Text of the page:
In a bid to expand the tax net, the Ministry of Finance is considering levying a tax on the transfer of ancestral property though. Finance Minister Dr Yubaraj Khatiwada has said that this concept of inheritance tax is in its initial phase.
Inheritance tax in not a new concept as it is in practice in many countries across the world. It is understandable that the Ministry of Finance has been searching for new sources of revenue as the government is finding it hard to finance its expenditures from the existing sources of revenue. However, it is likely that the government’s attempt to introduce the tax on the transfer of ancestral property will not be greeted well by citizens. Already, people from various quarters of the society, including businesspersons and professionals, have raised their concerns regarding the inheritance tax. It indicates that the taxpaying readiness of Nepalis has not reached the level of advanced economies. Also, the socio-economic sentiment for such taxes is also negative in a country like Nepal where acquiring ancestral property is considered a right of the citizens. First, there are some questions on why the government is looking to increase its tax revenue. Already, Nepal’s tax-to-GDP ratio is comparable to developed countries at 23-24 percent; it is 12-14 percent in developing and emerging nations. This means, the government’s unproductive spending has swelled and that the tax revenue has not actually decreased.
Despite the fact that corporate tax in Nepal is among the lowest in the South Asia region, high rate of taxes and problems in taxation are among the top concerns in the business sector. A few months ago, the government and the business sector were seen locking horns over the implementation of the Value Added Tax (VAT) on transportation services and mandatory permanent Account Number (PAN) all bills of transactions of than Rs 1,000 that were announced in the Federal Budget for FY2019/20. Besides, there are regular complaints from businesspersons about the increase in tax rates by the government in its annual budget. This indicates that the issues related to taxation are becoming complicated even further. The general public is increasingly feeling the heat of the tax burden. The increase in import duties and business taxes are actually transferred to the consumers and they are the ones who are forced to carry the burden. Besides, dual taxation has become one of the major concerns of the people after the implementation of the federal system of governance. It has been found that they are required to pay some five types of taxes including agricultural income tax, vehicles tax, entertainment tax, advertising tax and house registration tax to both local and provincial governments. These taxes, which are yet to come into effect, have been mentioned in the Common List of Rights of local and provincial levels. The lack of clarity in the Federal Constitution and the Intergovernmental Fiscal Management Act, 2017 regarding the distribution of resources has led to this situation. This is where the role of the federal government and the lawmakers come into play in order to add clarity to the constitutional and legal provisions related to taxation.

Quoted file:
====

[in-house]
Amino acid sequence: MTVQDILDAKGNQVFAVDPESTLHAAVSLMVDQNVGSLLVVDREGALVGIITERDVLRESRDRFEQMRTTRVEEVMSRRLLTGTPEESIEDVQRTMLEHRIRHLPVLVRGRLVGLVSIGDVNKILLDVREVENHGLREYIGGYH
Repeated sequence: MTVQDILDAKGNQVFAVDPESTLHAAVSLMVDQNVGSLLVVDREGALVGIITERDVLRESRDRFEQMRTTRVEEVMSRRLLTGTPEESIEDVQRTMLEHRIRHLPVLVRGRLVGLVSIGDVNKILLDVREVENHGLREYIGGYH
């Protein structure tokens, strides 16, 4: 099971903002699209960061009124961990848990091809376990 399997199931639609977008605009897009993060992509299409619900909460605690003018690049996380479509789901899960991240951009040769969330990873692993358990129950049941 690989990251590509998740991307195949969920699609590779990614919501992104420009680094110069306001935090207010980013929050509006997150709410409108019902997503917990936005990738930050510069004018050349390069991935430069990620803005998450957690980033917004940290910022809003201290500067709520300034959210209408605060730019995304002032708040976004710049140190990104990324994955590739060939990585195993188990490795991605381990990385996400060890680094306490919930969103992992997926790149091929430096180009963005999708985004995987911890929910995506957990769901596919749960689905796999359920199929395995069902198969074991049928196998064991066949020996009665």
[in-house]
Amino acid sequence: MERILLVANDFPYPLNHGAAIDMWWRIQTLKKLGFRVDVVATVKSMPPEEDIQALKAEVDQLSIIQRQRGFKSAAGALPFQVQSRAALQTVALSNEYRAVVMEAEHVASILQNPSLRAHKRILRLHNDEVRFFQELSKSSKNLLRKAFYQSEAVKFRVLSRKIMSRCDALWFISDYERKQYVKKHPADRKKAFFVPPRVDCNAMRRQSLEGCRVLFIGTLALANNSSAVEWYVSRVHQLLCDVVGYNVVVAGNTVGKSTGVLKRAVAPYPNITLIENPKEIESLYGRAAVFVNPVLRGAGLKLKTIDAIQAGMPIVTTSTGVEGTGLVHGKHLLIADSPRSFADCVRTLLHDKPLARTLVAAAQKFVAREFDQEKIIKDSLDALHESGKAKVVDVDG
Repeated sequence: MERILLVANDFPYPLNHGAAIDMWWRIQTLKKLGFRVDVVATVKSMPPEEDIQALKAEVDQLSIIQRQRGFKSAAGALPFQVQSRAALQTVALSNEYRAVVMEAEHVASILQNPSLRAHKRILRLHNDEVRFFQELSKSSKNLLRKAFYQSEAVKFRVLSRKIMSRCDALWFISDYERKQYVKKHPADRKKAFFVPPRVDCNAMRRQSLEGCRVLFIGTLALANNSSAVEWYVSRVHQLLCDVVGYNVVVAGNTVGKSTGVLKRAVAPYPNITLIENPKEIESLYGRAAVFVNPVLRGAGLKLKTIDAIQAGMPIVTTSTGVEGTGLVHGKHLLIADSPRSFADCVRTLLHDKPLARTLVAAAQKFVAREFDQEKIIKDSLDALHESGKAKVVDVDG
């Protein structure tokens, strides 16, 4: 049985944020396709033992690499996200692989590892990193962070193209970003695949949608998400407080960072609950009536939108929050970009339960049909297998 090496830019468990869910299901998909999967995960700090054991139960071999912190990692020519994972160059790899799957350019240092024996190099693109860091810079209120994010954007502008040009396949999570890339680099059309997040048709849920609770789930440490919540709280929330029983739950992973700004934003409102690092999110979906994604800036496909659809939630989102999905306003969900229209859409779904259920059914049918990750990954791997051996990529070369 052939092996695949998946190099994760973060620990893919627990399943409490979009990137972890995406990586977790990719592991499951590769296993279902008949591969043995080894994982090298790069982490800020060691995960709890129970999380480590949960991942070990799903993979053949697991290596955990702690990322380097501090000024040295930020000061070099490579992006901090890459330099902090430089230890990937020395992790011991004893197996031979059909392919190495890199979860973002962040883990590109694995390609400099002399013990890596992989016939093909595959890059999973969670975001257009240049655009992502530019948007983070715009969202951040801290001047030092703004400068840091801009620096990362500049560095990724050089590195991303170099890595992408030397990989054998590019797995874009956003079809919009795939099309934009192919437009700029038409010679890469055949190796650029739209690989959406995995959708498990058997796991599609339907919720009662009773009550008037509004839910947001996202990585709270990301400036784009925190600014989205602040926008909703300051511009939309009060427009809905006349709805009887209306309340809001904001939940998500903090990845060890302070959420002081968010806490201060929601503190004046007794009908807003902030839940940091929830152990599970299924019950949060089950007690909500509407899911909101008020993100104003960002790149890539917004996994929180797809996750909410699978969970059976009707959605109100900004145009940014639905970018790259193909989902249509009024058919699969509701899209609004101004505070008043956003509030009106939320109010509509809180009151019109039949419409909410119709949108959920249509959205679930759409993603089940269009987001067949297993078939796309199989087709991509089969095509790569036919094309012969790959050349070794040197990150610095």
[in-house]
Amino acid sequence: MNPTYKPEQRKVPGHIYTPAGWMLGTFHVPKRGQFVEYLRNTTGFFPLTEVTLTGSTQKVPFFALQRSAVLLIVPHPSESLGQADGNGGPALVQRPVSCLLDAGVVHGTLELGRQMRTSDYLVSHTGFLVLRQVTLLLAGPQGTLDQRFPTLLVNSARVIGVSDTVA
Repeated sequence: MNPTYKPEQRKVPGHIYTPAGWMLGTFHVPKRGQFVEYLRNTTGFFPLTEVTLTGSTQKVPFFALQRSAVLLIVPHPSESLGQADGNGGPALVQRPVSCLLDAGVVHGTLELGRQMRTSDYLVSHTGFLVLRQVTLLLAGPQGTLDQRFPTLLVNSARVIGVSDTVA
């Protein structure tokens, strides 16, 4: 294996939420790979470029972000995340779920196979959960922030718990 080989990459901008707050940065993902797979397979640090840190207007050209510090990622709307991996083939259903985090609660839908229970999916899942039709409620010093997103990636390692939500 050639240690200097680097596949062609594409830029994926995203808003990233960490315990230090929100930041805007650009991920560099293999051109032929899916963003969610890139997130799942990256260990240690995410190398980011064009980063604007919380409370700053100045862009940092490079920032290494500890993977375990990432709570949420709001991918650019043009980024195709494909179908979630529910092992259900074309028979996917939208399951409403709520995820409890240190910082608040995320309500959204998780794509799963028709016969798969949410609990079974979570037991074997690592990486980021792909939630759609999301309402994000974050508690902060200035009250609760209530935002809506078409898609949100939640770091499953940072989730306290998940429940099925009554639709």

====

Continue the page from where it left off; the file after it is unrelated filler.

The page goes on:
There is a need to make the country economically competitive and the government should refrain from increasing taxes that would hamper the investment climate. The government and the lawmakers need to heed this. Neighbouring India can be taken as an example regarding reformation in taxation to add vibrancy to economic activities. The government there recently announced a reduction in corporate and Goods and Service Tax (GST) rates to boost investment in the country. At a time when the actual realisation of FDI is low in Nepal compared to commitments made by foreign investors, lowering the pressure of taxation and resolving issues related to ambiguity in the laws and rules can add to the country’s economic viability.